PROBATION officials are making a special appeal to the Justice Secretary to prevent a Wigan double killer from being released from prison.
The family of Hindley teen Carly Fairhurst fear that Darren Pilkington is going to be declared suitable for release after his latest parole board hearing.
And because he has once before absconded from an open prison, under current rules, he cannot be sent to another open prison as a stepping stone to freedom.
That means a greater likelihood of his being liberated on licence straight from one of a new breed of higher security “progressive” jails where he is currently under lock and key.
But Trevor and Sheila Fairhurst, whose 19-year-old daughter was killed by Pilkington eight years ago this month, say probation experts are writing to the Government asking to make a exception for the 33-year-old because Carly wasn’t his first victim.
Back in 2000 Pilkington and his brother battered Hindley man Paul Akister to death in the town centre. Indeed it was while Pilkington was in jail serving that manslaughter sentence that he and Carly became friends.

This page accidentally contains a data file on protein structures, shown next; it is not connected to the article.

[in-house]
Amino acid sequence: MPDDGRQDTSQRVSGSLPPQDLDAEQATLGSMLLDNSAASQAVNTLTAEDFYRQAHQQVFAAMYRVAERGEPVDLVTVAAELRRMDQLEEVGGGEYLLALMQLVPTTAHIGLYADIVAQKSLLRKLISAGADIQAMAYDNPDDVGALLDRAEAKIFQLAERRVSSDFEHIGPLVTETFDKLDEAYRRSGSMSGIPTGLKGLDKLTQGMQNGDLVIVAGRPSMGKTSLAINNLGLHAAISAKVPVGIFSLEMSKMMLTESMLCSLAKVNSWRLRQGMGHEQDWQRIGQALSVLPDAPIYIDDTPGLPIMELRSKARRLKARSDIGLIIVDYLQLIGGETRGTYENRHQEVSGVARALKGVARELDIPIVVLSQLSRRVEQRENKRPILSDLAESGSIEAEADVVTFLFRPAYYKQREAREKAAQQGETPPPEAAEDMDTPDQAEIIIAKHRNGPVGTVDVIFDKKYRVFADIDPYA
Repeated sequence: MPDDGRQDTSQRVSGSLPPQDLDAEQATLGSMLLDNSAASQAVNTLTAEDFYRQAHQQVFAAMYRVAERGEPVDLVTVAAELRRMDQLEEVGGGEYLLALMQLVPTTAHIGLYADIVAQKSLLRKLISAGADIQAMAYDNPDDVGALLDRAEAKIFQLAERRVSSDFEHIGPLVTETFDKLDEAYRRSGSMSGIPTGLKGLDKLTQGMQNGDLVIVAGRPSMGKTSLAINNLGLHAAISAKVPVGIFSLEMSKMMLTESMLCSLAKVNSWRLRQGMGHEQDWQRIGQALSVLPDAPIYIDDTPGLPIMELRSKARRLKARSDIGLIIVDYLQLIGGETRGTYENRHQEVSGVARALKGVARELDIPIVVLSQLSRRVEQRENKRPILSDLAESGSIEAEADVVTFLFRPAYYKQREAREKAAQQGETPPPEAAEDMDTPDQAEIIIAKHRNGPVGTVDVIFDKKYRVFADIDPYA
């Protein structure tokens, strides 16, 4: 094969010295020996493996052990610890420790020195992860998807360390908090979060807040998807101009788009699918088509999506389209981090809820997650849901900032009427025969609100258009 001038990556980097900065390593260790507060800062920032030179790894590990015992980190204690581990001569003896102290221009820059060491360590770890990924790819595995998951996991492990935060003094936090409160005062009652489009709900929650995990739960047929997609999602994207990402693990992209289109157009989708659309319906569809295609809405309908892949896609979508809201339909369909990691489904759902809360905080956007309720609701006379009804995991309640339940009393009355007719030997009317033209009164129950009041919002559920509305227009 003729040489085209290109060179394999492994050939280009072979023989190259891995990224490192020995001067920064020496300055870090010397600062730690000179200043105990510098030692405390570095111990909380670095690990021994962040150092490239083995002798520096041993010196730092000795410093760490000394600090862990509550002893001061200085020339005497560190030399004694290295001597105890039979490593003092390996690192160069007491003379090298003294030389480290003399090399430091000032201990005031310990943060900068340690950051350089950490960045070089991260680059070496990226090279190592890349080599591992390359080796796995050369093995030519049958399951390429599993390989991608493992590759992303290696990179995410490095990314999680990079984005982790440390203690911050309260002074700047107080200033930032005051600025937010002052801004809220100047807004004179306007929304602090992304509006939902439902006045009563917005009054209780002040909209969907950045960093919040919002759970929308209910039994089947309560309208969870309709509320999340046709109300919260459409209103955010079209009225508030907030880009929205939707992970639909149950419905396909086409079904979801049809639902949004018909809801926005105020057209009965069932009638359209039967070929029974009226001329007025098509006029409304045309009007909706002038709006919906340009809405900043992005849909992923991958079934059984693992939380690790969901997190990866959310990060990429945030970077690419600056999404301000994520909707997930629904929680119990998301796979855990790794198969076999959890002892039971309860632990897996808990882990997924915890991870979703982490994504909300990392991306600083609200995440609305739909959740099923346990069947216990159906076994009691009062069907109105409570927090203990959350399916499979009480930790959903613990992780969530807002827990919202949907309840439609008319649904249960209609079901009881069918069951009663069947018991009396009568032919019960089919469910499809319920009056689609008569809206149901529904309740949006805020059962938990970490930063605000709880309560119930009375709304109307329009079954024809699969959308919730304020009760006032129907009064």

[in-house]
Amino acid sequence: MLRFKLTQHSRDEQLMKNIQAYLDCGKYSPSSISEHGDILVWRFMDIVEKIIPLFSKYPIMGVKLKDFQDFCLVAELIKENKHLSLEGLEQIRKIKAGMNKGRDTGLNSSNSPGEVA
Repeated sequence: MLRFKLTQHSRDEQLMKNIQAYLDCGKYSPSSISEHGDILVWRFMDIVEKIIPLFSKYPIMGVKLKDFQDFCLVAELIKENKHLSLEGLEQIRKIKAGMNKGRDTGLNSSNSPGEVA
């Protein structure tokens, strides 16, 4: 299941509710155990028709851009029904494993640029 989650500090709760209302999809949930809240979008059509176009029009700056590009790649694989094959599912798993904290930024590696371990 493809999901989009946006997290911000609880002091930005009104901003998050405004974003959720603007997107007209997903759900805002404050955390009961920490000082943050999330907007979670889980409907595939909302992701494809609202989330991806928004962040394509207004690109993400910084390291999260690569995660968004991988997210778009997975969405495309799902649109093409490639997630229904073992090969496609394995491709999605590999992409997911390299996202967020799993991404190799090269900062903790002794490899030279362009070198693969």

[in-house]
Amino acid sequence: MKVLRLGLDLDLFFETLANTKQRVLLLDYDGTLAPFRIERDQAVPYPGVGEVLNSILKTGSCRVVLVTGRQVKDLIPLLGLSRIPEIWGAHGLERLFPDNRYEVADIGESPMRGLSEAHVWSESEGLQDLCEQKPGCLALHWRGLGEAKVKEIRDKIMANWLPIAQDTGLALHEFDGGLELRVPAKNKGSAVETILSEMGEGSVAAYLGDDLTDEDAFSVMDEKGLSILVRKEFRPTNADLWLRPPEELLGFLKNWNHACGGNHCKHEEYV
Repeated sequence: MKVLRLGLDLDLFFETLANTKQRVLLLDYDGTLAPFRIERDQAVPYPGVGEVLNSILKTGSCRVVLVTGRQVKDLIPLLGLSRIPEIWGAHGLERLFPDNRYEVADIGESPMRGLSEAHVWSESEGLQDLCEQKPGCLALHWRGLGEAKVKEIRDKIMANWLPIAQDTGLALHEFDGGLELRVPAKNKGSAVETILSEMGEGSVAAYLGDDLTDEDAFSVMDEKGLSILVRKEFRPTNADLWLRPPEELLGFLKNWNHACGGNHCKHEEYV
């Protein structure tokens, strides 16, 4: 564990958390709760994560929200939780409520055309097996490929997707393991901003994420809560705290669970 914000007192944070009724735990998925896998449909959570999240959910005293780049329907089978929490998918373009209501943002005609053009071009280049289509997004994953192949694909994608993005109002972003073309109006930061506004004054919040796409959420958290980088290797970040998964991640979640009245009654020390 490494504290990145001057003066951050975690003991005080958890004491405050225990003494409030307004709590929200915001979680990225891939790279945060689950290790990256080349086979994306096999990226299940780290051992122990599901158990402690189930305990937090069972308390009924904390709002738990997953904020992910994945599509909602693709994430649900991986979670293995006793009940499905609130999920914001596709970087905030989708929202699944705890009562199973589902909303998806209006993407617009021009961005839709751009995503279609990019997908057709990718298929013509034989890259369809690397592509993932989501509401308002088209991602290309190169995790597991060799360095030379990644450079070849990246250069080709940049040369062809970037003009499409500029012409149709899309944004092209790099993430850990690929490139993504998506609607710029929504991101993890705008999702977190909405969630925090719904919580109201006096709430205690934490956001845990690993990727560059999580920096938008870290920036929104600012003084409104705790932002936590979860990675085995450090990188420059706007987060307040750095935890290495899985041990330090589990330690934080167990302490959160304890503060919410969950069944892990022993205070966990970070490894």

After his release they became an item and, although he domestically abused her before the fatal attack, she kept the violence from her parents who disapproved of the relationship.
Pilkington earlier this month had what is called a “paper hearing” before the parole board at his prison (whose location has not been disclosed) at which witnesses do not generally testify. But Carly’s parents have been told that their latest victim impact statement, in which they express how the tragedy still deeply affects them to this day, was read out in evidence against his release.
But the couple are preparing for the worst. Mr Fairhurst said: “We have to wait for the parole board’s verdict now and it could be a couple of months. But we are having to face up to the reality of him being let out.
“The probation people have told us that they are writing to the Secretary of State (Michael Gove) asking to make an exception in Pilkington’s case. Because he blotted his copybook by disappearing from his cell while previously at an open prison, under the current rules, he cannot go back to one now. Instead he is one of these ‘progressive prisons’ from which you are eventually let straight out into the community.
“The probation people are trying to raise the point that Pilkington is a special case because he has been jailed twice for two separate manslaughters and should at least go into open conditions again.
“We are not holding out much hope of success. If they do decide to release him we have been told it would probably be in the autumn.”
The terms of any licence would prevent Pilkington from returning to the area. Any breach of those terms could put him back in jail.